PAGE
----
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The Biggest Government Bailout Is Yet To Come

"If you've got me," Lois Lane once asked Superman as he flew to her rescue, "Who's got you?" We could point that same perplexed question at the U.S. government and its ranks of overwhelmed financial agencies, which are now in bigger danger than the nation's banks ever were.

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It's no surprise that the $19 trillion stimulus spending spree would take a toll. While Wall Street is enjoying a giant, inexplicable bull-market rally on the back of seemingly infinite government support, the paint is chipping on the old house down in D.C. Treasury Secretary Timothy Geithner and Federal Reserve Chairman Ben Bernanke are scaling back emergency lending programs like a fashionista returning expensive dresses before the credit-card bill comes due. The official gloss for the government's stimulus scale-down is that good times are coming again and we don't need to keep supporting banks, money-market funds, and private equity firms with expensive programs. Geithner soothed that we are "back from the brink," and Bernanke declared that the "recession is over." But the bigger reason the Obama administration is pulling the baby bottle away from corporate America is that the overextended federal government is now starting the slow and ugly business of bailing itself out.

You can already see the signs of bailout strain on federal agencies. The Federal Housing Administration, which insures lenders writing new mortgages, is running low on cash and is below its congressionally mandated reserves. The Federal Deposit Insurance Corp., which is funded by bank fees and has been dolloping out money to failing banks, has also dipped below its legal reserves. The FDIC may actually need those banks to turn around and save it, and could even tap a Treasury bailout despite a year of protestations about its financial health. Geithner said he would slash the government's plan to buy toxic assets from banks by two-thirds, to a mere $30 billion from $100 billion. Meanwhile, Geithner is preparing to beg Congress for an increase on the debt ceiling—a limit on federal borrowing already set at $12 trillion—which we could hit as early as mid-October because we're spending so much on stimulus plans. That's quite a sketchy bill of health for a system that's allegedly "back from the brink."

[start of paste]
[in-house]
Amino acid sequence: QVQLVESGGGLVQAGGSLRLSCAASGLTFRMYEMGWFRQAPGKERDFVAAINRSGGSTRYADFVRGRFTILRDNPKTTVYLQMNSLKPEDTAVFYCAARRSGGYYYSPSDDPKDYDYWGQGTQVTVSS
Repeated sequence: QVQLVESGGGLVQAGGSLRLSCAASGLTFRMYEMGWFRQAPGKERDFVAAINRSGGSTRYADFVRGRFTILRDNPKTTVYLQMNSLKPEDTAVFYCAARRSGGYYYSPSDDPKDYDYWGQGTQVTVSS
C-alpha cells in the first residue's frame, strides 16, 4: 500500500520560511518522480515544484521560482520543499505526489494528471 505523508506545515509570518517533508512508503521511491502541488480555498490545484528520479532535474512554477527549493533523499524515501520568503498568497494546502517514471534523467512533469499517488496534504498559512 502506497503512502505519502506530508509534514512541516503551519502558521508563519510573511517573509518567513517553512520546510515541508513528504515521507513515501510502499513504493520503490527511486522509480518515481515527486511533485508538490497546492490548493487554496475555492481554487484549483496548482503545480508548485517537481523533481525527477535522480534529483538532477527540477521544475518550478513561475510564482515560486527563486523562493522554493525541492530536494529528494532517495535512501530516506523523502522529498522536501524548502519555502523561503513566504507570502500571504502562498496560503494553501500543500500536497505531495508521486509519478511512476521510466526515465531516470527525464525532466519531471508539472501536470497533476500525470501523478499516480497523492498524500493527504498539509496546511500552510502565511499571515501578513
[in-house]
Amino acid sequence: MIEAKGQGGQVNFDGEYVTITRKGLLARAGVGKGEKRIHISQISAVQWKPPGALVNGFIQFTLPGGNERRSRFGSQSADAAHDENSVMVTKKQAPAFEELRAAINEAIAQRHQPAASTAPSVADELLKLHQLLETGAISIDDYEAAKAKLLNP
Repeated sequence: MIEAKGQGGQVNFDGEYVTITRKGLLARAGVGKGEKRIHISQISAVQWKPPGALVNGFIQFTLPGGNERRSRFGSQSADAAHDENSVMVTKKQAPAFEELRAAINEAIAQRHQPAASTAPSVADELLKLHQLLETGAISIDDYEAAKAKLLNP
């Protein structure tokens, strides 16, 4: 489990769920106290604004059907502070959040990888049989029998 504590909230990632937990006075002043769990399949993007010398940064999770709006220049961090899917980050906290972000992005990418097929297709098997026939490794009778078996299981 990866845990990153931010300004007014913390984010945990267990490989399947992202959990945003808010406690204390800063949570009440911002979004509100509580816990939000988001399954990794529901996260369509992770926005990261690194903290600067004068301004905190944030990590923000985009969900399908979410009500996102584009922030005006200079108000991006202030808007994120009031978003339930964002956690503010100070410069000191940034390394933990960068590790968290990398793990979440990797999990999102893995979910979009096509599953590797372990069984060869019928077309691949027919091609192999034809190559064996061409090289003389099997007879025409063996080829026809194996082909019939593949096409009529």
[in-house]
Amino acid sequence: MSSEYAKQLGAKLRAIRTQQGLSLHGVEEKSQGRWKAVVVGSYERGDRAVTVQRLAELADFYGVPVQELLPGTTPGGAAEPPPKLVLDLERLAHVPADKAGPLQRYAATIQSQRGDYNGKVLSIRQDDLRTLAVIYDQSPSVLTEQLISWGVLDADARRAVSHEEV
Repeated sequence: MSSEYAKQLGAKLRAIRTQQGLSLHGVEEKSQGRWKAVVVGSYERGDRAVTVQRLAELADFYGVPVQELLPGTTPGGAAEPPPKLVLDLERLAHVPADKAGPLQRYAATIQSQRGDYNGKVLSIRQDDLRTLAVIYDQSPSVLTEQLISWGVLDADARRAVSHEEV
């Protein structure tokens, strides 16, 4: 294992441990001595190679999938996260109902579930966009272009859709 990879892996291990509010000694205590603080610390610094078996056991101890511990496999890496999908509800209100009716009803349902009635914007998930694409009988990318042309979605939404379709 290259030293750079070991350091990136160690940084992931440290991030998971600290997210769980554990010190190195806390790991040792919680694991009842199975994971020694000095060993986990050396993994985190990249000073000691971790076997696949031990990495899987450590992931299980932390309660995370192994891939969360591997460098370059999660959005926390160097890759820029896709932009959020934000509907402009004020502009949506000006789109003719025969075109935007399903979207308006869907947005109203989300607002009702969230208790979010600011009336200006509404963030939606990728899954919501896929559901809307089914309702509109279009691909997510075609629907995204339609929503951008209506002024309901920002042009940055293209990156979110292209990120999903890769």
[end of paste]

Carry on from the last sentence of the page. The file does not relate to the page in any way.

Look deeper, however, and the government isn't really quitting its bailouts at all. It is just shifting strategy away from banks and financial services to a new set of quieter bailouts, centered on the housing and real estate markets in general and Fannie Mae and Freddie Mac in particular. In this way, the administration's actions are meshing with the wishes of House financial services committee Chairman Barney Frank, who said last year, "I want at least two years with President Obama and a solidly Democratic Senate so that we can get the federal government back in the housing business." Now it is, even to the point that the government is at risk of creating another mortgage bubble. We just have to see if the government can handle it.

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The government has to concentrate all of its resources on keeping the housing and real estate markets stable because the government is now the single biggest investor in mortgage-backed securities. It bought more than 80 percent of all the mortgages issued by Fannie and Freddie. What this means is that if homeowners start to fall behind on those mortgages in even bigger numbers than the current 9.24 percent default rate, the government is in deep trouble, starting with the Federal Reserve. The Fed's own balance sheet—its financial holdings—has ballooned to $2.1 trillion from just $800 billion a year ago. One-third of the Fed's balance sheet is weighed down with $625 billion of troubled mortgage-backed securities, once floating around the market and now invited to stay in Uncle Sam's own accounts.